Dole Criticisms "Mean," "Harsh" and "Nasty"
Clinton's Character Off Limits
The networks spent early October on referee patrol for
Bill Clinton, ruling out of bounds anything critical or negative about
World News Tonight
anchor Forest Sawyer announced October 3: "Bob Dole decided to step onto
center stage with a harshly worded attack not only on the
administration's work in the Middle East, but its entire foreign
policy....The administration has so far answered softly." The "soft"
response? ABC didn't show it, but Clinton Press Secretary Mike McCurry
retorted that Dole advisers are "nattering naysayers of gloom."
MSNBC's The News with Brian Williams that
night showed new ads from the Dole and Clinton campaigns: "We're going
to begin with the latest ad from the Dole campaign which takes the
campaign into a bit of nasty territory." Dole's ad simply showed clips
of Clinton talking about taxes to illustrate he's really a liberal.
Williams failed to tag the Clinton ad as "nasty," but it included this
negative attack line: "Dole and Gingrich tried to slash school anti-drug
programs. They'd take us back."
Bozo became the big news on October 8. A man in a
crowd yelled at Dole that he should "get Bozo out of the White House."
Dole shot back: "Bozo's on his way out." CNN's Bernard Shaw opened
Inside Politics: "Was he borrowing the words of an
over-enthusiastic supporter, or did Bob Dole lower the level of civility
a notch in his contest with Bill Clinton?"
On the next morning's Today, Katie Couric
asked NBC's Tim Russert: "As you've heard Tim it turned decidedly
nastier in the Dole camp yesterday. He was talking about a moral crisis.
He refused to answer a question if President Clinton was morally and
ethically capable of being President. You heard that Bozo exchange.
Effective strategy or is this going to come back to haunt him?"
Swift network condemnation followed Dole's October 14
decision to raise the ethics issue. On NBC Nightly News David
Bloom declared: "In his harshest, most personal attack yet on the
President, Bob Dole today charged that the Clinton Administration is
unethical, that Bill Clinton himself is slipping and sliding away from
questions about possible illegal campaign contributions."
The next day Dole again discussed what he termed
"public ethics," leading CBS reporter Phil Jones to worry that Dole
"runs the risk of looking desperate and mean-spirited."
Dole's speech prompted Matt Lauer to begin his
Today newscast on October 16, the morning of the second debate:
"Bob Dole is not waiting for that debate to attack Bill Clinton's
ethics. With more on a campaign that is now getting meaner, NBC's Kelly
O'Donnell is standing by live."
Clinton: Moral Leader
The chief White House speechwriter got his job because
candidate Bill Clinton so liked his reporting. In the September 23
Weekly Standard, Christopher Caldwell relayed why chief
speechwriter Donald Baer, who had been Assistant
Managing Editor of U.S. News, was tapped in 1994: "Clinton
liked the articles Baer contributed to U.S. News during the
1992 campaign" since "Baer wrote with extreme empathy about Clinton's
Caldwell quoted a journalistic colleague: "'Being of
the South and still being rooted there, yet being driven and ambitious
enough to prove oneself in the larger world -- the two of them have a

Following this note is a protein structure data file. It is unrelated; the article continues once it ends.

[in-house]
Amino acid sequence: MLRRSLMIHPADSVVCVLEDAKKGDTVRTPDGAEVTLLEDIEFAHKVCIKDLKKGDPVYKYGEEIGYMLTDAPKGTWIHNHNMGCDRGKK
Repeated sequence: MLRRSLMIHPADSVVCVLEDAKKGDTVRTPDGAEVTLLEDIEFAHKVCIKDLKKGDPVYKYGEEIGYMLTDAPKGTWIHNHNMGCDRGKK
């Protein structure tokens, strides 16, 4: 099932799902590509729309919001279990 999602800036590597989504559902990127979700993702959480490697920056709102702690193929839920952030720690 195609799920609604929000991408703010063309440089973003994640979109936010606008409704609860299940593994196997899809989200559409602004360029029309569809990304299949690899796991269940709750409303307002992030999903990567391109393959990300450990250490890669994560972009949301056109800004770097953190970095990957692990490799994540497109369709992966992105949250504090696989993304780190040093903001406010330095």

lot in common.' While Baer has always been a loyal Democrat, he's not
necessarily a liberal. Like Clinton, he has an idiosyncratic,
instinctive, generally progressive politics that winds up at
Beyond ideology maybe, but not beyond idolizing
Clinton. Caldwell learned: "This enthusiasm can appear like ideological
non-commitment or caginess. One New Democrat who met Baer at a dinner
last year described him as `bland beyond description, a fount of cliches.
`Clinton was the moral leader of the Universe,' and all that.'"
Up and Out at
James Fallows took the helm at U.S. News in
late September. The new Editor promoted one veteran of Democratic
politics while another decided to resign. Now in the number two slot as
Managing Editor: Harrison Rainie, an Assistant Managing
Editor since 1988 when he jumped from the office of New York Senator
Daniel Patrick Moynihan where he had spent most of 1987 as the
Deciding to depart: Kathryn Bushkin,
Director of Editorial Administration since 1984 when she put in a stint
as Press Secretary with Gary Hart's presidential effort. Bushkin has
joined a PR firm.
NBC's on the Mark
A professional flack for a liberal Senator is the
newest member of the on-air reporting team at the NBC News Washington
bureau. Alexandra Marks, Press Secretary to Senator
John Kerry (D-Mass.) from late 1993 to mid-1995, signed on in early
September. Before joining Kerry and again since 1995 Marks worked as a
Christian Science Monitor reporter. But she's not new to TV.
Prior to flacking for Kerry, Marks reported for the Monitor's
since-failed cable channel and for the 10 O'Clock News on WGBH-TV,
Boston's PBS station.
Among the on-air talent brought aboard MSNBC, the new
NBC News cable channel in partnership with Microsoft, were a Clinton
speechwriter and an aide in a Democratic presidential run. Political
correspondent Eric Liu composed speeches for Secretary
of State Warren Christopher in 1993 before becoming, at age 25, the
youngest speechwriter for President Clinton. The New York Times
reported that Liu moved to the White House speechwriting office in
November 1993 where he toiled until June 1994....
hired to cover the White House and Capitol Hill, was general counsel in
1987 for Democrat Joe Biden's unsuccessful run. For the previous four
years Reid had been chief investigator for the Senate Judiciary
Committee's Democratic Senators. After Biden, Reid accepted a producer
slot with ABC News and was a reporter for Washington, D.C.'s ABC
affiliate, WJLA, when tapped by MSNBC.
Media Scoff at Far Right...
But Buy Wacky Left
While the media are quick to dismiss crazy right-wing
conspiracy theories about black U.N. helicopters they granted credence
to the charge that the CIA introduced crack into black Los Angeles
neighborhoods as a way to fund the Nicaraguan Contras. The theory was
forwarded in an August San Jose Mercury News series by reporter